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The summary following each opinion is prepared to offer lawyers and the public a general overview of what a particular opinion decides. The summary is not necessarily a full description of the issues discussed in an opinion.
11-7-2005 - Opinions
Gregory Electric appeals from an order of the circuit court affirming the single commissioner and full commission's award of workers' compensation benefits to the surviviors of Linda Shuler, who died oon her return home from a doctor's office where she received treatment for a previous compesnable injury. We affirm.
In this declaratory judgment action, Commander Health Care Facilities, Inc. appeals (1) the circuit court's finding that it lacked standing to maintain a declaratory judgment action against the South Carolina Department of Health and Environmental Control and Heritage Home of Florence, and (2) the circuit court's grant of summary judgment in favor of DHEC and Heritage Home. We reverse and remand.
The primary issue in this appeal is whether the South Carolina Unfair Trade Practices Act allows a manufacturer to sue a retailer for discontinuing the plaintiff's product because the plaintiff has publicly expressed controversial viewpoints.
11-14-2005 - Opinions
Honorage Nursing Home appeals (1) the circuit corut order vacating the default judgment against Florence Convalescent Center, Inc., and (2) the circuit corut's grant of summary judgment in favor of Florence Convalescent.
11-21-2005 - Opinions
This opinion concludes that a claimant properly made a claim against the estate by filing a complaint with the probate court containing all the information mandated by statute even though a specific probate court form was not used.
In this murder case, Appellant posits three issues: (1) whether the circuit judge abused his discretion by refusing to admit a letter co-defendant Patrick Walker wrote to Mesha Thomason allegedly involving statements that were inculpatory of his guilt in killing the decedent; (2) whether the judge abused his discretion by refusing to allow Mesha Thomason to testify, and thereby admit Walker’s inculpatory letter into evidence since Thomason was present in the courtroom and prepared to testify before Appellant had rested her case; and (3) whether the judge violated Rule 106, SCRE, by instructing the jury to disregard testimony on cross-examination that Appellant gave the police a written statement in which she stated that co-defendant Walker beat her son, that she tried to stop him, and that she sustained injuries.
In this Workers’ Compensation case, the appellate entity reviews the following issues: (1) disputation of Appellants and Respondent in regard to the proper standard of review; (2) did the circuit court err in upholding an award of permanent partial disability under S.C. Code Ann. § 42-9-20; (3) did the circuit court err in upholding Respondent’s right to elect an award under § 42-9-20 rather than under § 42-9-30 because Respondent suffered more than one covered injury as a result of an accident; (4) did the circuit court err in prohibiting a deduction of the partial disability payments from the total disability award; (5) did the circuit court err in affirming an award of benefits for past and future psychiatric and psychological treatment; and (6) did the circuit court err in awarding Respondent permanent partial disability benefits.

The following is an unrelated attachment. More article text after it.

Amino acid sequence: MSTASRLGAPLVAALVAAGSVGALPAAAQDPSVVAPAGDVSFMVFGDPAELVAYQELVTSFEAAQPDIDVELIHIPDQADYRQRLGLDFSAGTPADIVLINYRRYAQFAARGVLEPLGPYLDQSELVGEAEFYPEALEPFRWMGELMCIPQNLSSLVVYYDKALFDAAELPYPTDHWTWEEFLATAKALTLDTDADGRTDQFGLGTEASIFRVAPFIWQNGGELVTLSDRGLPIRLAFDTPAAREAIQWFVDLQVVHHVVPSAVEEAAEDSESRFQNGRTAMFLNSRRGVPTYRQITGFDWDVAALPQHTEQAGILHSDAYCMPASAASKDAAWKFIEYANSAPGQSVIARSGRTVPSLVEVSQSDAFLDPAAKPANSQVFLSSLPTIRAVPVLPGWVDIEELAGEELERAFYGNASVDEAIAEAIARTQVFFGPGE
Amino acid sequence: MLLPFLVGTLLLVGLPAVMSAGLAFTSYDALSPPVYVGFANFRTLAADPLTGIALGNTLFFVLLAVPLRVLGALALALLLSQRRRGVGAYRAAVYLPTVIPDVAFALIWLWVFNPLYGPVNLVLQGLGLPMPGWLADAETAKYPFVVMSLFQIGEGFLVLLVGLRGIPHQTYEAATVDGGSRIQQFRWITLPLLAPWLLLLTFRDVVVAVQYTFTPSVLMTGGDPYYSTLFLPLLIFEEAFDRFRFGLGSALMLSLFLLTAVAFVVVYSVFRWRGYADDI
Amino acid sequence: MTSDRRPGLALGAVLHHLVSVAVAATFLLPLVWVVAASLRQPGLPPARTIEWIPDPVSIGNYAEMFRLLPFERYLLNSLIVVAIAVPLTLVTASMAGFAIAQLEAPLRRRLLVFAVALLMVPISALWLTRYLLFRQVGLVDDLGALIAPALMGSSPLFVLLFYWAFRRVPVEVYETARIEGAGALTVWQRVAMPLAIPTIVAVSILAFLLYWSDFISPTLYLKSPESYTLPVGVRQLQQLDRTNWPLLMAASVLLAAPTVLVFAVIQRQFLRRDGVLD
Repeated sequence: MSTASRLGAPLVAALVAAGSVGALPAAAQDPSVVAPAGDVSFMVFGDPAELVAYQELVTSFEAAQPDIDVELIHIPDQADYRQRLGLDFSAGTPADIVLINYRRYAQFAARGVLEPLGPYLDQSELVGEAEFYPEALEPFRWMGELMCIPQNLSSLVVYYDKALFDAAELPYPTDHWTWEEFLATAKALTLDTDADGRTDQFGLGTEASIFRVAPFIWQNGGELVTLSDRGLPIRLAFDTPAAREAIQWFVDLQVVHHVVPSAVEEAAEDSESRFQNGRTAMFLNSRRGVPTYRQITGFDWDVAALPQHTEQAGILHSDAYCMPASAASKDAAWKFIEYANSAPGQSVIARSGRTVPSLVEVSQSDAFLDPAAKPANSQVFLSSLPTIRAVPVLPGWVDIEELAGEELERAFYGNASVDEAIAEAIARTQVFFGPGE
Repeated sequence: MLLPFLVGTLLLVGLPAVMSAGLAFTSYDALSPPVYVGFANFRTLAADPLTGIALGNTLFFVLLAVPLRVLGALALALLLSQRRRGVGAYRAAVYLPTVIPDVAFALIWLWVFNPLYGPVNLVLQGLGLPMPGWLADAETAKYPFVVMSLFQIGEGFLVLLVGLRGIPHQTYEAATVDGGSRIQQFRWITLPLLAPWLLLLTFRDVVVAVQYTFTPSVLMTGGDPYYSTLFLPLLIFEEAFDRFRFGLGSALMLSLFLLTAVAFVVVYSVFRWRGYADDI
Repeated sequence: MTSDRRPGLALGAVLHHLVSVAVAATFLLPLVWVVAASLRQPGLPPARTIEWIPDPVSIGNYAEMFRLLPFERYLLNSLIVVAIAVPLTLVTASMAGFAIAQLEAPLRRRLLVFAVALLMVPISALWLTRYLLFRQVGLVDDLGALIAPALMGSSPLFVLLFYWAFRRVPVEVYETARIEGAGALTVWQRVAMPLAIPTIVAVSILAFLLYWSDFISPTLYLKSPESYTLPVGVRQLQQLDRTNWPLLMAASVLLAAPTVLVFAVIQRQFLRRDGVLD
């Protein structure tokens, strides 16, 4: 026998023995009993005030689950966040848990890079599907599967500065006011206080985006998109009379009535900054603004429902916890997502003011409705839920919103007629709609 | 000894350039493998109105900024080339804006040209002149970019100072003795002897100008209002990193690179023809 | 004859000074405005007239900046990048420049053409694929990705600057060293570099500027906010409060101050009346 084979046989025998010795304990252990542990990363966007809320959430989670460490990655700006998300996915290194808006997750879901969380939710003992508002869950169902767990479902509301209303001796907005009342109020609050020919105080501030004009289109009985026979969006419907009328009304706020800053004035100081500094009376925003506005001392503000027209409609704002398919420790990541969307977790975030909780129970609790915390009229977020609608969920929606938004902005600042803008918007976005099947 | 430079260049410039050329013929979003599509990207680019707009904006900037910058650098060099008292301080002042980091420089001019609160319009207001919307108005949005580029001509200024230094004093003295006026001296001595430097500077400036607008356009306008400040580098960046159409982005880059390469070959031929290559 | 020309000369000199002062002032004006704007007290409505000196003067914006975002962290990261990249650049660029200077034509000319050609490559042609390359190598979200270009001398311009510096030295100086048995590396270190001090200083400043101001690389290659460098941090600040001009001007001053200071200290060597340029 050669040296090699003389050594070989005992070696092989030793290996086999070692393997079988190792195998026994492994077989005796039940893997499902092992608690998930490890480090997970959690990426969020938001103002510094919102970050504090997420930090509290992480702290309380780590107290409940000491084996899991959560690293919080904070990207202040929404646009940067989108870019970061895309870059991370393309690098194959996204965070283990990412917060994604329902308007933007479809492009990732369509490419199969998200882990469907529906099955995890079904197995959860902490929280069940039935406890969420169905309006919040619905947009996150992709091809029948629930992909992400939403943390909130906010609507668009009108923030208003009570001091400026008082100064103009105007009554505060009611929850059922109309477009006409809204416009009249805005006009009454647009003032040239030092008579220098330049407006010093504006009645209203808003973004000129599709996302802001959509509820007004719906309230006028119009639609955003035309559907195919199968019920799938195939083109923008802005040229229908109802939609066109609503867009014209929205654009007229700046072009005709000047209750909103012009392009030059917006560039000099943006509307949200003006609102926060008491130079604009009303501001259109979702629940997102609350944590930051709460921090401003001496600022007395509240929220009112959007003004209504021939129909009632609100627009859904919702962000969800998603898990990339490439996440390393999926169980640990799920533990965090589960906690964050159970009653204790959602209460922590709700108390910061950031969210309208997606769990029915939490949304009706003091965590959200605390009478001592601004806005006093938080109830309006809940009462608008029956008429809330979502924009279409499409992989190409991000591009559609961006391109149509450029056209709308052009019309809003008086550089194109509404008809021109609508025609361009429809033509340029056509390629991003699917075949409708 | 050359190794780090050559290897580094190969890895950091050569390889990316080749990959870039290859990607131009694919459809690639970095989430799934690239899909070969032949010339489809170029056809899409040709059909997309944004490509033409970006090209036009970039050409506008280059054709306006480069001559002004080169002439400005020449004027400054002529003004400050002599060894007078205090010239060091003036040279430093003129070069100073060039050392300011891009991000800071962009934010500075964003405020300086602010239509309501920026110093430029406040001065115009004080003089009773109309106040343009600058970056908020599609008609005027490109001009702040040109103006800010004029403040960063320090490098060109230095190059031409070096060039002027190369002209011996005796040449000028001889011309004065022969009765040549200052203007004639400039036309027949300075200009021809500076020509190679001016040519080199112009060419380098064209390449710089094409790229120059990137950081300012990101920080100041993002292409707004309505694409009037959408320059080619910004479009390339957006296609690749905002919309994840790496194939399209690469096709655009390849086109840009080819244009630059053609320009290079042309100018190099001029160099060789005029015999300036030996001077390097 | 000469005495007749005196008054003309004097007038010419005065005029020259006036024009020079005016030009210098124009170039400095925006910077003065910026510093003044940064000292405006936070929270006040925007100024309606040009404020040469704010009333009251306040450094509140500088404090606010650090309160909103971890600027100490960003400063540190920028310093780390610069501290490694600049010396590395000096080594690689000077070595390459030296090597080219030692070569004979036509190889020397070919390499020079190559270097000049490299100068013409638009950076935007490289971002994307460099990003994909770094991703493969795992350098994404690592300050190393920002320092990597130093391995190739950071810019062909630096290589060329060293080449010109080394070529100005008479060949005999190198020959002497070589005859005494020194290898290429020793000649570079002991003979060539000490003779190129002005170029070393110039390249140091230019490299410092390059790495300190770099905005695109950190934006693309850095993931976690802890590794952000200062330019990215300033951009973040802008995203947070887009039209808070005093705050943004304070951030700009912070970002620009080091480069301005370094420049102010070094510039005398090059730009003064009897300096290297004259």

This appeal arises from a condemnation action and subsequently filed challenge action. Initially, the circuit court stayed both actions, but thereafter lifted the portion of the stay related to the challenge action. Appellants argue the lifting of the stay was an abuse of the circuit court's discretion. We affirm.
This is a workers' compensation appeal in which employee was awarded benefits by the Workers' Compensation Commisson, and employer appealed unsuccessfully to the circuit court. This court joins the circuit court in affirming the Commission's finding that employee is permanently and totally disabled as a result of her work-related injury. This court, however, reverses the Commission's finding that employee timely notified her employer and remands the case to the Commission for the purpose of determining (1) whether "reasonable excuse" has been made "for not giving [timely] notice," and (2) whether the employer has been "prejudiced thereby."
This opinion concludes that an alleged unauthorized practice of law in magistrate's court is a collateral matter not requiring reversal of the judgment rendered.
11-28-2005 - Opinions
In this criminal case, the appellant was convicted of murder. On appeal, the appellant posits three issues: (1) did the trial court err in admitting evidence of flight; (2) did the trial court abuse its discretion in failing to grant severance; and (3) did the trial court err in admitting testimony of an investigator.
In this workers' compensation action, the issue is whether an order by the full commission remanding the case to the single commissioner for a de novo hearing is appealable, and whether unchallenged findings may be reheard at the de novo hearing.
This is an appeal of the grant of summary judgment to the defendant in an attorney malpractice action arising from the creation of a family limited partnership.
Chris Spivey brought this action against Carolina Crawler, his employer, and Travelers Property and Casualty Co., insurance carrier for Carolina Crawler, seeking review of a clincher settlement that limited his recovery of compensation under the South Carolina Workers' Compensation Act. This appeal consolidated Spivey's appeal from the ciercuit court's dismissal of the action for lack of jurisdiction. and the Employer and Carrier's appeal from the full commission's reopening of the clincher agreement on the issue of fraud.